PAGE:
Self-Care Checklist for People Who Just Used Up All their Money

coins on top of some bills

Spending a significant portion of your savings, even for a good purpose, can still stress you out. For example, buying prime land for your dream home may feel fulfilling, but the amount you paid for it can affect your budget for other things. You still have to account for an architect, engineer, and contractor, after all. And when the house is done, you’ll then buy furniture and other day-to-day necessities. That’s when the stress starts to bloom, making your dream home project feel like a chore instead of exciting.

Likewise, paying for your kid’s college education, or investing a huge sum in a business, can also stress you out, despite their positive impact on your life. It’s simply our nature to feel a little empty when we part ways with our hard-earned money, even if it gives us what we want or need.

But if your financial stress lingers for too long, you cannot keep ignoring it, or expect it to go away without doing anything. Several health conditions are linked to financial stress, including poor mental health, heart disease, sleep problems, alcohol misuse, and more. Hence, you should take financial stress seriously.

Treating yourself is the best way to recover from financial stress. But if treating yourself also costs money, wouldn’t stress you out further?

Fortunately, self-care doesn’t have cost anything, but just a little of your time. By dedicating some moments of your life for the following, your financial stress will wither away and make you glow again:

1. Practice Self-awareness

Sometimes, we only feel stressed because of the way we react to certain circumstances. For example, if something needs repairs in your home, a healthy reaction is to assess the damage, consider DIY solutions, then call a repair expert to fix the issue if DIY solutions don’t work. Such a solution-oriented mindset can spare you a lot of trouble that your temper alone has caused.

But instead of having that mindset, we tend to let our rising tempers influence our actions. Rather than approach problems rationally, we blame other people, things, or focus on what we’ll lose instead of what we’ll gain.

A broken faucet isn’t worth a whole minute of fuming. Sure, it’s a bummer to deal with when you’re already spending so much on other things. But you cannot fix it without accepting the problem first. So before reacting harshly, check in with yourself first. Determine if your reaction fixes the problem. This mindful act builds up your self-awareness, allowing you to track your level of emotions to different stimuli. When you become self-aware, you’ll start reacting to stressors with a level head, and learn to take minor issues in stride.

2. Pamper Yourself at Home

After making a budget plan or computing all your expenses, take a breather by pampering yourself. Have a hot bath, an at-home mani-pedi, or a facial. Just play with your beauty products and focus on feeling good. Doing something nice for yourself that feels luxurious can make you feel great both inside and out.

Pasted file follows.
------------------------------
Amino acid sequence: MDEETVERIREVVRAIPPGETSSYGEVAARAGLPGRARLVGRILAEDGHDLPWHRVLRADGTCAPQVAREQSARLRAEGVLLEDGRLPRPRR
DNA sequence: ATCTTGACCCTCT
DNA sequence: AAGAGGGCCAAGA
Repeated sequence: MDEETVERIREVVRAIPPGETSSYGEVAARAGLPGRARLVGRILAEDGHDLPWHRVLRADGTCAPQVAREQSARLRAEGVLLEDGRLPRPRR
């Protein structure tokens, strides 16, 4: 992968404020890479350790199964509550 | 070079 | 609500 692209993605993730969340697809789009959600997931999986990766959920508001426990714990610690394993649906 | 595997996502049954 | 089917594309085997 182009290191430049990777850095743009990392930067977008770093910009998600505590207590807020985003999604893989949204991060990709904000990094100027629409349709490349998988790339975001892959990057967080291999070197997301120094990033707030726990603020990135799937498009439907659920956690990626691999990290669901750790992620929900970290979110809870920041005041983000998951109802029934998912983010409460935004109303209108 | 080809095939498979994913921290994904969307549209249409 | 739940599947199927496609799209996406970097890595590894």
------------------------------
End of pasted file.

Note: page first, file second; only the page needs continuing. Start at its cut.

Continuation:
Changing your bedding, listening to an uplifting playlist, and having an early night are also amazing ways to pamper yourself at home. And they’re absolutely free. The rejuvenation and relaxation they give you can beat an expensive session at a spa.

using laptop

3. Learn to Say “No”

When someone invites you to dinner or any other costly venture, kindly turn down the invitation and be honest about your financial stress. Even if you aren’t broke, you’re free to decline invitations that’ll push you to spend on nonessential things. You don’t need to run out of finances before cutting down your expenses.

Only spend money on things that you need, or want so bad that it’s worth the hassle. Otherwise, if you can live happily and normally without splurging for a particular item or service, say no to it.

4. Allow Yourself a Few Minutes of Doing Nothing

When financial matters start to overwhelm you, allow yourself a few minutes to relax your mind. You don’t need to do anything during this time but meditate or take a nap. A few moments of doing nothing give you the breathing room to plan your next move. It relieves your mind of anxiety and other impulses to stress out.

5. Earn Income From Doing What You Love

If you think increasing your income is the best solution to your financial stress, find a side hustle in fields you love. Working on something you’re passionate about can take away the stress associated with earning money. Plus, you can treat your time in the side-hustle as self-care. See it as a sweet escape from your exhausting, mundane day job.

Realizing that self-care doesn’t have to cost a dime saves you from a lot of negative emotions and mental distress. It keeps your wallet thick, too. So next time you make another major purchase, make up for your lost savings by practicing these free self-care methods.

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